PS 30-100
Can conspicuous leaf miner damage decrease other types of herbivory?

Tuesday, August 11, 2015
Exhibit Hall, Baltimore Convention Center
Leeann Kuehn, Biology, Denison University, Granville, OH
Sneha Vissa, Biology, Denison University, Granville, OH
Justin Bean, Biology, Denison University, Granville, OH
Rachel Hoffman, Biology, Denison University, Granville, OH
Lauren Marino, Biology, Denison University, Granville, OH
Jay Vela, Biology, Denison University, Granville, OH
Andrew C. McCall, Department of Biology, Denison University, Granville, OH

Plant defenses against herbivores may take the form of variegated tissues that mimic leaf damage.  Damage by leaf miners may also resemble conspicuous leaf variegation, deterring other types of herbivore damage. Thus far, there have been few studies to manipulate leaf miner damage in order to see its affects on other herbivores.  We used the plant Ageratina altissima to ask and answer the following questions: 1) Does non leaf-miner damage decrease fitness in A. altissima, 2) Is leaf miner damage associated with reduced amounts of other types of herbivory, and 3) Can masking leaf miner damage increase other types of damage relative to leaves with unmasked miner damage?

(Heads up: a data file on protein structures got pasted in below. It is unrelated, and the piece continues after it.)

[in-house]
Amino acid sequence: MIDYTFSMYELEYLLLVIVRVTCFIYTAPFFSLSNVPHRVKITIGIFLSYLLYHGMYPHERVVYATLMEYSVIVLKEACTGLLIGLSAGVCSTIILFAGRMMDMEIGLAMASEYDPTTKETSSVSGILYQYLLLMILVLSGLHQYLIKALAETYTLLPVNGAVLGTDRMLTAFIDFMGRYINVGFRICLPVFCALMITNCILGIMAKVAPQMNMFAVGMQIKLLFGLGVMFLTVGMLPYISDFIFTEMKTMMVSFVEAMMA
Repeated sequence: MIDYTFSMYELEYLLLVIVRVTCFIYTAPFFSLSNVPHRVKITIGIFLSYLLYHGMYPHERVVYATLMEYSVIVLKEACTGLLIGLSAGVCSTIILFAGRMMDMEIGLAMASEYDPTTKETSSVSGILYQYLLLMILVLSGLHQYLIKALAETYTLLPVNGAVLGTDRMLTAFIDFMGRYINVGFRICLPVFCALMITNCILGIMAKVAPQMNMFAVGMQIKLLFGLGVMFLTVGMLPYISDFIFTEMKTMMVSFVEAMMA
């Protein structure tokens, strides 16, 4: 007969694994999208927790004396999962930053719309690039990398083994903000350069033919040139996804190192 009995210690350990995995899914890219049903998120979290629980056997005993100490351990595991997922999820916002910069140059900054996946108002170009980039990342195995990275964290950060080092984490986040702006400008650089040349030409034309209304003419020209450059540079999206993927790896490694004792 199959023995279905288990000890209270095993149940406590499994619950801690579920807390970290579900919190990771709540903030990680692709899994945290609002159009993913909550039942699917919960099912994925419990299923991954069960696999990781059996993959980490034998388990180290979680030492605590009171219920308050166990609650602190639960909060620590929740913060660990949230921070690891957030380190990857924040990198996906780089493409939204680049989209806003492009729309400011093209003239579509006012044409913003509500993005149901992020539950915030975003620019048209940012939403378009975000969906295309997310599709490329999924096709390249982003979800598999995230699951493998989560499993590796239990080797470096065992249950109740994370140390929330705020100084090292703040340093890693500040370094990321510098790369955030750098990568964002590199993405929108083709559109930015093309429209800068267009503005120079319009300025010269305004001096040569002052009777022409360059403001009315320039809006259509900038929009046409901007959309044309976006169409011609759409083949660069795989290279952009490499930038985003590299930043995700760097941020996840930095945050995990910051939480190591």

To answer the first question, we surveyed four areas in the Denison University Bioreserve (Ohio) for leaf damage and flowers produced per season.  We also surveyed two areas within the Bioreserve for the relationship between leaf miner damage on a leaf and other types of herbivory on the leaf.  For the third question, we estimated the percent leaf damage increase in leaves with exposed mines and those covered with green ink.  Leaves with exposed mines were sham-treated with the ink.


We found that leaf herbivore damage was associated with decreased flower production across all four sites in the Bioreserve (F1,172 = 9.558, P = 0.0023, R2 = 0.05).  We found that leaves with mines received significantly less non-miner damage than leaves without mines at the same node (S  = 221.5, P  = 0.007).  Most telling, we found that plants with covered mines suffered 25% more non-mined damage than those leaves with exposed mines and treated with a sham ink treatment (F2,67 = 4.77, P = 0.0114). 

These results suggest that conspicuous mines may deter other types of herbivory.  The putative signal to other herbivores is, in part, due to the visual aspect of the mines, as plants with mines covered with green ink suffered more damage than plants with exposed mines.  Although reduced herbivore damage may benefit leaf miners, we do not know whether the plant may benefit from having leaf miner damage versus non-leaf miner damage.  We also do not know if leaf miner damage reduces leaf quality for later herbivores.  Future experiments could include the application of sham mines to undamaged leaves to determine if the visual aspect alone is sufficient to deter further herbivory.